Metastable materials, phases that are kinetically trapped in an energetically unfavorable state, offer a tremendous playground to discover new compounds with fascinating properties. In the past, I was primarily studying pressure as a thermodynamic tuning knob to synthesize such metastable materials, and the recent discovery of the first quasi-room-temperature superconductor LaH10 has impressively demonstrated the capabilities of computation and simulation in the high-pressure community. Recently, however, I have switched my focus to investigating temperature as the main parameter to tune the synthesis condition in conjunction with rapid cooling (referred to as quenching) to trap metastable phases.
In particular, our team at Cornell uses lasers to locally and very quickly heat (referred to as anneal) thin films of amorphous materials deposited on silicon within temperatures between 300 and 1400°C. This technique is called laser spike annealing, or LSA in short. Most chemical systems exhibit several polymorphs in this temperature range, and with our experimental technique we can quickly map out what conditions and quench rates (or dwell times) lead to the formation of a specific phase.
Things get even more exciting when we include composition as an additional, tunable parameter: the thin films can be deposited as a composition gradient by co-depositing several elements from different spatial locations. In this way, we have complete control over temperature T, dwell time τ, and composition c to explore new phases in a high-throughput fashion.
Closing the loop
This large number of parameters however poses a new problem: the high dimension of our exploratory space renders its sampling very challenging. A single 100mm silicon wafer offers space for 625 laser anneal stripes, or in other words, we can choose 625 different conditions to perform our laser experiments. But how shall we choose these conditions? Of course we can create an equally spaced mesh in all parameter dimensions, e.g., 8x8x8 grid for temperature, dwell time, and composition, respectively. But this mesh is rather sparse, and might not even capture the most critical conditions, namely the phase boundaries, or the conditions at which one metastable phase forms and another disappears.
This is where computation and simulations become critically important: we can use machine learning to sample the parameter space intelligently, honing in on the conditions that are most interesting in terms of phase transitions. In particular, we use a specific kind of machine learning, called active learning: after performing an LSA experiment, we analyze the results and simulate the phase boundaries, and based on the outcome decide which condition to sample next: we learn the phase map on the fly by selecting conditions most valuable for our model to become more accurate. This loop is repeated, and as we keep adding more and more data to our model, the predicted synthesis conditions for a specific phase becomes better and better. Our ultimate goal is to create a framework, essentially a robot, that can autonomously explore the complete synthesis phase diagram of any system using this machine learning method, a feat that we call “closing the loop”.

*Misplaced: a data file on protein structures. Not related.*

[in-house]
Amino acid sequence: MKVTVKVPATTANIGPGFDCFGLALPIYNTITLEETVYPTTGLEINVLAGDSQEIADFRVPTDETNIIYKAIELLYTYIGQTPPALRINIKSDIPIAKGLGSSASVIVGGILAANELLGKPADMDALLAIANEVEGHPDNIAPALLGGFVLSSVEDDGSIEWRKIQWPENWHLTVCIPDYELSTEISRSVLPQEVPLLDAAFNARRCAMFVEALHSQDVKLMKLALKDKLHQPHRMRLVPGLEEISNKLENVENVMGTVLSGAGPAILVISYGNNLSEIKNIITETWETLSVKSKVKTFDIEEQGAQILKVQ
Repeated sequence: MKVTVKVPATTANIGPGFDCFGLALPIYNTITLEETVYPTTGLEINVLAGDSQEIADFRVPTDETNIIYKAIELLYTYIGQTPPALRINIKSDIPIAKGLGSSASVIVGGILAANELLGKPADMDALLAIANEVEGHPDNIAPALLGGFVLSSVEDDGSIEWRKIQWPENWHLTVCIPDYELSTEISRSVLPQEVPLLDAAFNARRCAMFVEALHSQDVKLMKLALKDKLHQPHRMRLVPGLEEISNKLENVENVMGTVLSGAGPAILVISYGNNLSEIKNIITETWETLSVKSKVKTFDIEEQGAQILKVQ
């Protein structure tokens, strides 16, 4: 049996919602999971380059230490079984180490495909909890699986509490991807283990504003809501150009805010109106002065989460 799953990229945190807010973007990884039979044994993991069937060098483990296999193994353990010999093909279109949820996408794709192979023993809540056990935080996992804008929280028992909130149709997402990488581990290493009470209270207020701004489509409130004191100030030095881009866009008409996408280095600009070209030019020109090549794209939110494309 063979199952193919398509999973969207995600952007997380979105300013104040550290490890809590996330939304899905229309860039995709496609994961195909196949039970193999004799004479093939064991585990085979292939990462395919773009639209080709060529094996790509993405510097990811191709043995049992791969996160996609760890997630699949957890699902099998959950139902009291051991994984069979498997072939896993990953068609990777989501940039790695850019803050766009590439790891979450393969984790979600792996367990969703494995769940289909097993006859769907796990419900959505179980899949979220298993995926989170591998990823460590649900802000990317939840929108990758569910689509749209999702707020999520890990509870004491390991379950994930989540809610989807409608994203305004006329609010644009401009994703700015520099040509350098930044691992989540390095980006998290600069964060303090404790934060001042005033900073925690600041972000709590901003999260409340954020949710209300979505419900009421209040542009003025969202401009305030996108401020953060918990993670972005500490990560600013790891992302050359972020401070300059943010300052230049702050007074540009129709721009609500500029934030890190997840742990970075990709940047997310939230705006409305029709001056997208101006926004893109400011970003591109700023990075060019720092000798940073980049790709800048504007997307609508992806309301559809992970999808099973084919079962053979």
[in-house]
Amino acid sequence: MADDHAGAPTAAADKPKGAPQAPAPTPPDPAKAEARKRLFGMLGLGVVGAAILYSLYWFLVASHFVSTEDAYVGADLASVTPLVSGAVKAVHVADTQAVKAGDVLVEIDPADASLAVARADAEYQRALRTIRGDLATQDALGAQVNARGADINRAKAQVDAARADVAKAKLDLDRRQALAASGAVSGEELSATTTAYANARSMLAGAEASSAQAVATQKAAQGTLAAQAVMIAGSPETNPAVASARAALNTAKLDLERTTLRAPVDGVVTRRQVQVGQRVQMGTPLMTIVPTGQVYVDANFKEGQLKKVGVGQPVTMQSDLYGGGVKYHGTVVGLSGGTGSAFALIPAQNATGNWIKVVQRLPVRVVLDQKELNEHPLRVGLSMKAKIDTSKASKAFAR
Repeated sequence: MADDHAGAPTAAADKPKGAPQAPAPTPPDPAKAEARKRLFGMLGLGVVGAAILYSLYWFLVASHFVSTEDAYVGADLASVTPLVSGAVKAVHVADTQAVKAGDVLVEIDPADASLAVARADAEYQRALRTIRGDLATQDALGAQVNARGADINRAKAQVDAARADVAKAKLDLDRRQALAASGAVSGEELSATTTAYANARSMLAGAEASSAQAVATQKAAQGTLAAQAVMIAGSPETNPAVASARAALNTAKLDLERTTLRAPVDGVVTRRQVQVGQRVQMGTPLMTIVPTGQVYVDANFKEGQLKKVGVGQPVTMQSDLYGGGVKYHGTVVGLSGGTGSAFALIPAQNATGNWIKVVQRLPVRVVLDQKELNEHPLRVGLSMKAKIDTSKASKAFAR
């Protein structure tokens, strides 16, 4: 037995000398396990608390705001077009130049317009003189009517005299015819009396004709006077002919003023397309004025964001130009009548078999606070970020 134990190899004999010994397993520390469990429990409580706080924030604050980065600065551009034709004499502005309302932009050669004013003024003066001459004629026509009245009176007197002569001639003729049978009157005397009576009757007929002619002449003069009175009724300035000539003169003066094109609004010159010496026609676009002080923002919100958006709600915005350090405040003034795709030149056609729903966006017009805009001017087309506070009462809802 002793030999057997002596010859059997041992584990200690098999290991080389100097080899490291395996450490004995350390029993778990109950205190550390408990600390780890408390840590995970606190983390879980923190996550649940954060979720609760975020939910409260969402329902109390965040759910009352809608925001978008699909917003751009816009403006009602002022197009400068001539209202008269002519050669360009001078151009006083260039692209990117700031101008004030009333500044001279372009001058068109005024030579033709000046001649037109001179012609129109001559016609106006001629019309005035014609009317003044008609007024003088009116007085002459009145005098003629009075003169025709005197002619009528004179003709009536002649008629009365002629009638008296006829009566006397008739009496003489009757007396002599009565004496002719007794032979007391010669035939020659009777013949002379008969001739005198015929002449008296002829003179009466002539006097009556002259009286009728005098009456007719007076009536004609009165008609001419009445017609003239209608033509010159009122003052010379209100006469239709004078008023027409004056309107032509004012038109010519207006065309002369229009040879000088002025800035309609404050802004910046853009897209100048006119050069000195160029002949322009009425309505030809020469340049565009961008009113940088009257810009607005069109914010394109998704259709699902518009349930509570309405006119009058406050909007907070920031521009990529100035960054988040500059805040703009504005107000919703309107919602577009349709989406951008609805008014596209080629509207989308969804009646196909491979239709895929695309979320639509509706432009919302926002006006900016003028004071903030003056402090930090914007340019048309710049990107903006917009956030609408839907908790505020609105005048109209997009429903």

A picture says more than words
But how do we determine what condition leads to the formation of which phase? The ultimate experimental analysis technique for this purpose is x-ray diffraction (XRD), which essentially creates a picture of the electron distribution in a crystal lattice, and can be converted back into a model of the atomic arrangement in a crystal structure. Sufficiently accurate XRD measurements for our samples can only be performed with so-called synchrotron radiation, where the Bremsstrahlung emitted by particles going in a large circle produce highly coherent and extremely intense x-rays. Unfortunately, access to such synchrotron experiments is very limited, providing us only a window of a few days per year to perform our XRD characterizations.
To circumvent this issues, we have developed a new, more accessible method to assess the phase boundaries, namely by relying on optical data only. In short, we learned how to use (fancy) photographs of our samples to determine the phase boundaries in our active learning loop without having to perform a single XRD experiment. Nevertheless, x-rays are still needed as the ultimate method to confirm our predictions.
Yesterday, our team wrapped up a 5-day long beam time at the Cornell High Energy Synchrotron Source (CHESS), where we collected XRD data for our LSA annealed samples of various chemical systems. The weeks leading up to the XRD experiment, and the CHESS run itself, were intense, and we worked around the clock to overcome unexpected setbacks and to assemble the required software and hardware infrastructure. As I am writing this article I am on my way home for the holidays, and I am excited to announce that we have indeed successfully closed the loop!